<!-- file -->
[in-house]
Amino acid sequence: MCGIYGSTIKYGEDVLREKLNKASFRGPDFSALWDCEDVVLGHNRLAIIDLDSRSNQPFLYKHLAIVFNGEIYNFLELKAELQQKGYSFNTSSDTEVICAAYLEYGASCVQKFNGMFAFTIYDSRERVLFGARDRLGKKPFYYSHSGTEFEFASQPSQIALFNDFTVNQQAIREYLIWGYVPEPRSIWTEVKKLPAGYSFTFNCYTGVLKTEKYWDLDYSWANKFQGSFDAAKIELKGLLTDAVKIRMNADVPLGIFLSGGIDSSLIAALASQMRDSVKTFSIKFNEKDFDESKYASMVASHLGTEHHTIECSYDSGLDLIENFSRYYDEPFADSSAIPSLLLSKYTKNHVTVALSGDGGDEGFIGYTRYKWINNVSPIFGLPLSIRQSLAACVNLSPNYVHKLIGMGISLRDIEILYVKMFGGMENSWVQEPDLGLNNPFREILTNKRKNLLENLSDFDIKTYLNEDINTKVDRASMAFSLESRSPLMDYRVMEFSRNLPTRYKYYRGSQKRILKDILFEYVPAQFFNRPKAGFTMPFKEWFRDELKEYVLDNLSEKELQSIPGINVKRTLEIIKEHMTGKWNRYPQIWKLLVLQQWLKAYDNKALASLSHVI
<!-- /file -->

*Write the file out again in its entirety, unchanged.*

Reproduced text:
[in-house]
Amino acid sequence: MCGIYGSTIKYGEDVLREKLNKASFRGPDFSALWDCEDVVLGHNRLAIIDLDSRSNQPFLYKHLAIVFNGEIYNFLELKAELQQKGYSFNTSSDTEVICAAYLEYGASCVQKFNGMFAFTIYDSRERVLFGARDRLGKKPFYYSHSGTEFEFASQPSQIALFNDFTVNQQAIREYLIWGYVPEPRSIWTEVKKLPAGYSFTFNCYTGVLKTEKYWDLDYSWANKFQGSFDAAKIELKGLLTDAVKIRMNADVPLGIFLSGGIDSSLIAALASQMRDSVKTFSIKFNEKDFDESKYASMVASHLGTEHHTIECSYDSGLDLIENFSRYYDEPFADSSAIPSLLLSKYTKNHVTVALSGDGGDEGFIGYTRYKWINNVSPIFGLPLSIRQSLAACVNLSPNYVHKLIGMGISLRDIEILYVKMFGGMENSWVQEPDLGLNNPFREILTNKRKNLLENLSDFDIKTYLNEDINTKVDRASMAFSLESRSPLMDYRVMEFSRNLPTRYKYYRGSQKRILKDILFEYVPAQFFNRPKAGFTMPFKEWFRDELKEYVLDNLSEKELQSIPGINVKRTLEIIKEHMTGKWNRYPQIWKLLVLQQWLKAYDNKALASLSHVI